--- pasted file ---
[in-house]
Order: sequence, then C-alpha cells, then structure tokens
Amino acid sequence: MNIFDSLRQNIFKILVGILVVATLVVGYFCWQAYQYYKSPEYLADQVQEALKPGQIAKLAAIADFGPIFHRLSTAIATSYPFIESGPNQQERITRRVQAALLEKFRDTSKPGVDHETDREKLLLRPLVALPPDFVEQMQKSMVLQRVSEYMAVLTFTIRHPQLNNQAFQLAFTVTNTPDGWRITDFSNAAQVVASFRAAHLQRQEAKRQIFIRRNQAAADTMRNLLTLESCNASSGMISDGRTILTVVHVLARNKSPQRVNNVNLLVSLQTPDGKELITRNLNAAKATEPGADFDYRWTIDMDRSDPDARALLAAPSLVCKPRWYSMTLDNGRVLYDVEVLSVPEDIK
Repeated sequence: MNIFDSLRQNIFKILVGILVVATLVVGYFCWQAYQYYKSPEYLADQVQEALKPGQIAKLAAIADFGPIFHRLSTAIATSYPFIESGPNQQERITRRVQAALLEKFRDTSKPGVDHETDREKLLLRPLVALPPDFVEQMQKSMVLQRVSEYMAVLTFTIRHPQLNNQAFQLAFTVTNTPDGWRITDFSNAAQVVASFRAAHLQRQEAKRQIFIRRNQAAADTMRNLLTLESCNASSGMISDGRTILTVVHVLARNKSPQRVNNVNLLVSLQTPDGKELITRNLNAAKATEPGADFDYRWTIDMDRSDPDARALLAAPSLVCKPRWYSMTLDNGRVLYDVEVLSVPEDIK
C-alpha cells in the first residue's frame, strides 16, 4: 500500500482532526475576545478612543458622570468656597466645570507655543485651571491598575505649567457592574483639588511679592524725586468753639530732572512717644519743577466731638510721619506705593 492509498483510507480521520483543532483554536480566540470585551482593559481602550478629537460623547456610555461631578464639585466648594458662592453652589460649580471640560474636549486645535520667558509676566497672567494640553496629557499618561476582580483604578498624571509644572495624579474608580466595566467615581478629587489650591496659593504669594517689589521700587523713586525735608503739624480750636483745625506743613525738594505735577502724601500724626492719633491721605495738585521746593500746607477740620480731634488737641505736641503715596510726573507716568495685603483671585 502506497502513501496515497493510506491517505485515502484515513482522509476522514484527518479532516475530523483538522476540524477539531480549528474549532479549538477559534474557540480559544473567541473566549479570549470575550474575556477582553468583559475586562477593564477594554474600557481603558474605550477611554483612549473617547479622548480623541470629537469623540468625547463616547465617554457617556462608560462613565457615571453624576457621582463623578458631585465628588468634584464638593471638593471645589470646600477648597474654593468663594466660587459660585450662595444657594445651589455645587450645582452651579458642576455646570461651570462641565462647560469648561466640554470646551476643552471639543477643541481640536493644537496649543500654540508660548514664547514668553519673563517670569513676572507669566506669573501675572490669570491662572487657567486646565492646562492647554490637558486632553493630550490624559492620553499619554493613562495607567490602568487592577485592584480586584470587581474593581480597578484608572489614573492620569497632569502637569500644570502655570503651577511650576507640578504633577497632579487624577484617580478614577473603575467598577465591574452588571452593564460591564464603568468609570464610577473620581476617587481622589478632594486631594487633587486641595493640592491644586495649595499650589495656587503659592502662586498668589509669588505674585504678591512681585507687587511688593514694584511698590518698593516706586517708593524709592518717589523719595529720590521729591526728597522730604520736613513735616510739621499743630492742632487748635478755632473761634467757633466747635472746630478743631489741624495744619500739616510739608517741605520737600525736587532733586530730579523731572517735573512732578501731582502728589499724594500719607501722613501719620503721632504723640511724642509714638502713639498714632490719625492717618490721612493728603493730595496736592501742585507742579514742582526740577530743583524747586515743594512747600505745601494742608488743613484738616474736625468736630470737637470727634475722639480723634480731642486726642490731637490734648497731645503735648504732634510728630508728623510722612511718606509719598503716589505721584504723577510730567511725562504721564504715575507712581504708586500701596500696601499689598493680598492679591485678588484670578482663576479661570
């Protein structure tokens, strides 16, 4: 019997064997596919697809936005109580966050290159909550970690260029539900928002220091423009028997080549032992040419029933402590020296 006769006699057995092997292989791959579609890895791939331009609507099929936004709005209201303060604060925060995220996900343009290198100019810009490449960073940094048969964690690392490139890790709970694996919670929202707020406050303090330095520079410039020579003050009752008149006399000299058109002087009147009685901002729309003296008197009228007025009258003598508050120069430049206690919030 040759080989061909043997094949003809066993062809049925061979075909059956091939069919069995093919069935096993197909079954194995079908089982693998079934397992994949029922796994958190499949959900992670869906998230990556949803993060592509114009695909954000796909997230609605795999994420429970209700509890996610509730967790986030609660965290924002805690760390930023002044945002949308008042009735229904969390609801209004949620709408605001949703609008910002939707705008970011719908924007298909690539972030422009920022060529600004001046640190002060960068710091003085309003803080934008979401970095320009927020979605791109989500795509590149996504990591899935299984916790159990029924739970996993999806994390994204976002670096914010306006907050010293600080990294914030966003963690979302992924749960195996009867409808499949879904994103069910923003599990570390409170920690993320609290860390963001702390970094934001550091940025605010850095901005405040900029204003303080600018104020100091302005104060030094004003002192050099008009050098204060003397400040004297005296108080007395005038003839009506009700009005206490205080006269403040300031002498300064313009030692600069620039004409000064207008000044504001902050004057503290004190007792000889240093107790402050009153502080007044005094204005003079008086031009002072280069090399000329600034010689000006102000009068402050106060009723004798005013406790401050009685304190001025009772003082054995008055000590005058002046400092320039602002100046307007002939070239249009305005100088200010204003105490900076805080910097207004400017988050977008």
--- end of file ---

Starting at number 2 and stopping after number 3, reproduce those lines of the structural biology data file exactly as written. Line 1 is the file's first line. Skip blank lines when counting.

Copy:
Order: sequence, then C-alpha cells, then structure tokens
Amino acid sequence: MNIFDSLRQNIFKILVGILVVATLVVGYFCWQAYQYYKSPEYLADQVQEALKPGQIAKLAAIADFGPIFHRLSTAIATSYPFIESGPNQQERITRRVQAALLEKFRDTSKPGVDHETDREKLLLRPLVALPPDFVEQMQKSMVLQRVSEYMAVLTFTIRHPQLNNQAFQLAFTVTNTPDGWRITDFSNAAQVVASFRAAHLQRQEAKRQIFIRRNQAAADTMRNLLTLESCNASSGMISDGRTILTVVHVLARNKSPQRVNNVNLLVSLQTPDGKELITRNLNAAKATEPGADFDYRWTIDMDRSDPDARALLAAPSLVCKPRWYSMTLDNGRVLYDVEVLSVPEDIK